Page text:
It was sometime towards the end of 2019 that I first heard of SD through some mutual friends who encouraged me to reach out to her. SD was an incoming PhD student at a local university and I, a seasoned PhD student at the other end of the hill, would surely have some sage advice to offer. I didn’t have any, and I never reached out. But every romance has a ‘meet cute’ moment and ours was when we ran into each other at a Stand With Kashmir protest (the good diasporic anti-nationals that we are), and she promptly followed me on Instagram later that day. I followed her back. A few weeks later, I attended a concert by a singer I have written off as “mumblebore”: Prateek Kuhad. I sang Kumar Sanu songs under my breath in silent protest of the nasal, mumbling nonsense that I snobbishly refer to as “youth music”. But when I looked up, I saw SD, standing on her toes, coo-ing, swooning, swaying to Kuhad’s crooning. When we ran into each other at a bar outside the concert hall, of course I made it a point to make fun of her. I said Kumar Sanu was a far better singer. She thought I was being sarcastic.
Despite our suspicion of each other’s musical tastes – the kind of thing which becomes a shallow deal-breaker in the dating world at times – we made vague “let’s hang out sometime” plans over Instagram, both of us at a stage in our lives when making new friends was more daunting than being on an online dating app. But then the pandemic began, and alongside the growing sense of dread and doom, grew the wonderful world of Instagram challenges. Someone posted a 30-day song challenge. An enthu-cutlet par excellence, I took to it with a seriousness I often wish I reserved for my academic research. Each day, I would share a Bollywood song as per the whims of the “prompt”. SD, too, started the song challenge and soon we were exchanging long notes about each song. The 30-day song challenge ended, but we wanted to keep it going and, so, decided to give each other a prompt every day and share songs in response to the prompts. We did this for 4 months, digitally singing to each other.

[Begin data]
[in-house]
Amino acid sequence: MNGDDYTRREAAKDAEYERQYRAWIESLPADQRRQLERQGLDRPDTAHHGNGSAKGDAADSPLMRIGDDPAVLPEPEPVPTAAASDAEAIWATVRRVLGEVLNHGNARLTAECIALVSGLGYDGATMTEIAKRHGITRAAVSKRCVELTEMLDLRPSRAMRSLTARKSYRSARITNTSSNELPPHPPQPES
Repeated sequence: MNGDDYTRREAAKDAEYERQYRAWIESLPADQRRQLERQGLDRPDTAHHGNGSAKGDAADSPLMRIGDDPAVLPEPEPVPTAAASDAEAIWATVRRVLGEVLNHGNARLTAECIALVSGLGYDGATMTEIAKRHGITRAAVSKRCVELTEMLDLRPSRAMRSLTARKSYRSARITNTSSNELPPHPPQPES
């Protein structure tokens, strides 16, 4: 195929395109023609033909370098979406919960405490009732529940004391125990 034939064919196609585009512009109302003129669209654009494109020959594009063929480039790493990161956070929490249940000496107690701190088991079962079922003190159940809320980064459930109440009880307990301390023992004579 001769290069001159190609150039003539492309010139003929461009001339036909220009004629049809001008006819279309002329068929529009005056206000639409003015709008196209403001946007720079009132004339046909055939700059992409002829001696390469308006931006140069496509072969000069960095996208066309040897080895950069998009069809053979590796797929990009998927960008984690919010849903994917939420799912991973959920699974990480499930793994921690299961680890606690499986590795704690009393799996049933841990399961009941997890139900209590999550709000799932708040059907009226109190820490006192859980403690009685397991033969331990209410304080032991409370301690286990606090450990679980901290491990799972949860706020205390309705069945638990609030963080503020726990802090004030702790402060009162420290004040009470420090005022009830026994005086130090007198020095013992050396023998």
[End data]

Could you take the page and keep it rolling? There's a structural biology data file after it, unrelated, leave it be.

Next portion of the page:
Every day, a playlist. Every day, a bucket of Bollywood nostalgia (and, well, discussions on the ethics of liking songs with problematic lyrics). Every day, a lot of laughter. Every day, lots of messages and voice notes. Every day, a gnawing realization that I had never felt this comfortable with any straight man. Ever. Soon, we began to talk about our pasts and presents. The Ghosts of Boyfriends Past and Crushes Present haunted our conversations and we discovered each other over long, simmering conversations. It felt like I was falling in love, except that it was easy: the way love is (supposed to be).
Even today, our guards are always down; our disagreements are always interesting; our commitment to banter is meritorious, I think; and our love for a random “I love you!” in the middle of a long and difficult week is a hug in the form of a phrase. There is all the pleasure and none of the pressure that comes with the word love. When I see SD’s name flash on my screen – a message or, more often, a voice note – I smile instinctively. Is there a more robust sign of being in love? We both have many/other close friends, other platonic pyaars, who we have spent much more time with, who have seen us through the ages, who know us differently than we know one another. But SD and I found each other when the world felt apocalyptic, when hope felt hopeless, and when the idea of a future evaded the world. We found each other in the present. They say love happens when you are least expecting it.